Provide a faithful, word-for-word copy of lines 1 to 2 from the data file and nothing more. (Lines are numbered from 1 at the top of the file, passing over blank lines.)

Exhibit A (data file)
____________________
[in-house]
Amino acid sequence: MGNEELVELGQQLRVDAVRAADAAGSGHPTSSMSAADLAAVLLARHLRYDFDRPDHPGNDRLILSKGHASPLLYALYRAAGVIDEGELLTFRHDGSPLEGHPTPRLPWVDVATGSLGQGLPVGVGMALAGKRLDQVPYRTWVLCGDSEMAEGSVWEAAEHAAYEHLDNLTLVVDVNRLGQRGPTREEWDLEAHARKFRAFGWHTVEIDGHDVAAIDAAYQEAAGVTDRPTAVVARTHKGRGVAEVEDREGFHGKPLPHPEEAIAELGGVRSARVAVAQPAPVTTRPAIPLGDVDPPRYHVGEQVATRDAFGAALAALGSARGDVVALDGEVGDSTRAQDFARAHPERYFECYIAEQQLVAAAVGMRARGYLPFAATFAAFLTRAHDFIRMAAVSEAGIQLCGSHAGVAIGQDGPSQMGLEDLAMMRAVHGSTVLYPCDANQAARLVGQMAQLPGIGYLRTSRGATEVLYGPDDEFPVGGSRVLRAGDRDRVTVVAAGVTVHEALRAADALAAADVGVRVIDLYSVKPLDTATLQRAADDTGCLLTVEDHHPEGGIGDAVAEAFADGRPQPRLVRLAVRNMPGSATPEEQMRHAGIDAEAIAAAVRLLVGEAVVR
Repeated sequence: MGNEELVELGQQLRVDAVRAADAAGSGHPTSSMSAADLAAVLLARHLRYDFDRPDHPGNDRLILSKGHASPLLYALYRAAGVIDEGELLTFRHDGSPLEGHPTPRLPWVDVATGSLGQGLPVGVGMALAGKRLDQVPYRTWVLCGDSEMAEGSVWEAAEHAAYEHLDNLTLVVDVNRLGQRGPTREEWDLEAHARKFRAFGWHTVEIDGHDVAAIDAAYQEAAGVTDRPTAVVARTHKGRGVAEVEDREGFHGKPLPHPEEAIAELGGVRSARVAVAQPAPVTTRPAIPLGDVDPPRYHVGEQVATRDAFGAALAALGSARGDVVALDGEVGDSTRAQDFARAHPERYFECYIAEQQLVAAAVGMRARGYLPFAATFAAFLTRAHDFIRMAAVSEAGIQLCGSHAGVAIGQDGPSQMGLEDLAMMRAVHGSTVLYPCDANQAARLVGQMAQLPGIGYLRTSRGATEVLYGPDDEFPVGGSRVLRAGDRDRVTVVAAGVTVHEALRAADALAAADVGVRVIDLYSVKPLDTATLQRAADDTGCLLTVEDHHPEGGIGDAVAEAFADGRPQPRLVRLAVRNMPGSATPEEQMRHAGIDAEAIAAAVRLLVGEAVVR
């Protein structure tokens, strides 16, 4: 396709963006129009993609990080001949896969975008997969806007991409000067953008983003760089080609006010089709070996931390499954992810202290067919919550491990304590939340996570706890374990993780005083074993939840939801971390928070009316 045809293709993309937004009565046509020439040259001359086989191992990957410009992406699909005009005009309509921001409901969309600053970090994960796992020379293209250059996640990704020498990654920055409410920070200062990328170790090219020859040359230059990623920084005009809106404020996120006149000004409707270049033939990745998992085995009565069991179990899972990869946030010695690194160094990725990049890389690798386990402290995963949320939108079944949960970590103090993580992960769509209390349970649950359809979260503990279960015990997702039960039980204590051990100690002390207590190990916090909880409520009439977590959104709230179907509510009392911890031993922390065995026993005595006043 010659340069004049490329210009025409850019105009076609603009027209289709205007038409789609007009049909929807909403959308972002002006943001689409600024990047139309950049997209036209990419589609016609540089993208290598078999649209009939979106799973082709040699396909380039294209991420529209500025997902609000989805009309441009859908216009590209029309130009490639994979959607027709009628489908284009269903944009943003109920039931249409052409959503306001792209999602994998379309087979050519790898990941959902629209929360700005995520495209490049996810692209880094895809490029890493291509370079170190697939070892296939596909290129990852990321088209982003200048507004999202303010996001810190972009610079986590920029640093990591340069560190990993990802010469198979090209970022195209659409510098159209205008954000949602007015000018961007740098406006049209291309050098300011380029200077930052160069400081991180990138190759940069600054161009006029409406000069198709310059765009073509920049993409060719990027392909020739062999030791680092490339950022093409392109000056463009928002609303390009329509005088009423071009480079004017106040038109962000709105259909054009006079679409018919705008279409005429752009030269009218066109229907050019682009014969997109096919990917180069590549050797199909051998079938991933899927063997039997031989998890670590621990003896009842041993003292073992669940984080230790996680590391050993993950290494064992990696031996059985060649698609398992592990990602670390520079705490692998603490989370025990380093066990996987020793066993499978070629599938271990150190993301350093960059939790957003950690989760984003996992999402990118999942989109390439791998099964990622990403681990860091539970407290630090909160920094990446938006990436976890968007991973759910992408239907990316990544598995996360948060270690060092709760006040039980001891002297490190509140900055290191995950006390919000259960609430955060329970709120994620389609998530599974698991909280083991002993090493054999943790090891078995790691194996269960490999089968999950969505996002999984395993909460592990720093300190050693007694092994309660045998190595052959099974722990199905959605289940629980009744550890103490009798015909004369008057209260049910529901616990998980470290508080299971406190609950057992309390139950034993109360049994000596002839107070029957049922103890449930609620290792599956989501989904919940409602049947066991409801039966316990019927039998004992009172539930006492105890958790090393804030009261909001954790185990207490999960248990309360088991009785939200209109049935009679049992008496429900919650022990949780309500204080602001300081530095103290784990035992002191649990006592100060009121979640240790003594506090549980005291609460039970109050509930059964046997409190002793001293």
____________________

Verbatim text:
[in-house]
Amino acid sequence: MGNEELVELGQQLRVDAVRAADAAGSGHPTSSMSAADLAAVLLARHLRYDFDRPDHPGNDRLILSKGHASPLLYALYRAAGVIDEGELLTFRHDGSPLEGHPTPRLPWVDVATGSLGQGLPVGVGMALAGKRLDQVPYRTWVLCGDSEMAEGSVWEAAEHAAYEHLDNLTLVVDVNRLGQRGPTREEWDLEAHARKFRAFGWHTVEIDGHDVAAIDAAYQEAAGVTDRPTAVVARTHKGRGVAEVEDREGFHGKPLPHPEEAIAELGGVRSARVAVAQPAPVTTRPAIPLGDVDPPRYHVGEQVATRDAFGAALAALGSARGDVVALDGEVGDSTRAQDFARAHPERYFECYIAEQQLVAAAVGMRARGYLPFAATFAAFLTRAHDFIRMAAVSEAGIQLCGSHAGVAIGQDGPSQMGLEDLAMMRAVHGSTVLYPCDANQAARLVGQMAQLPGIGYLRTSRGATEVLYGPDDEFPVGGSRVLRAGDRDRVTVVAAGVTVHEALRAADALAAADVGVRVIDLYSVKPLDTATLQRAADDTGCLLTVEDHHPEGGIGDAVAEAFADGRPQPRLVRLAVRNMPGSATPEEQMRHAGIDAEAIAAAVRLLVGEAVVR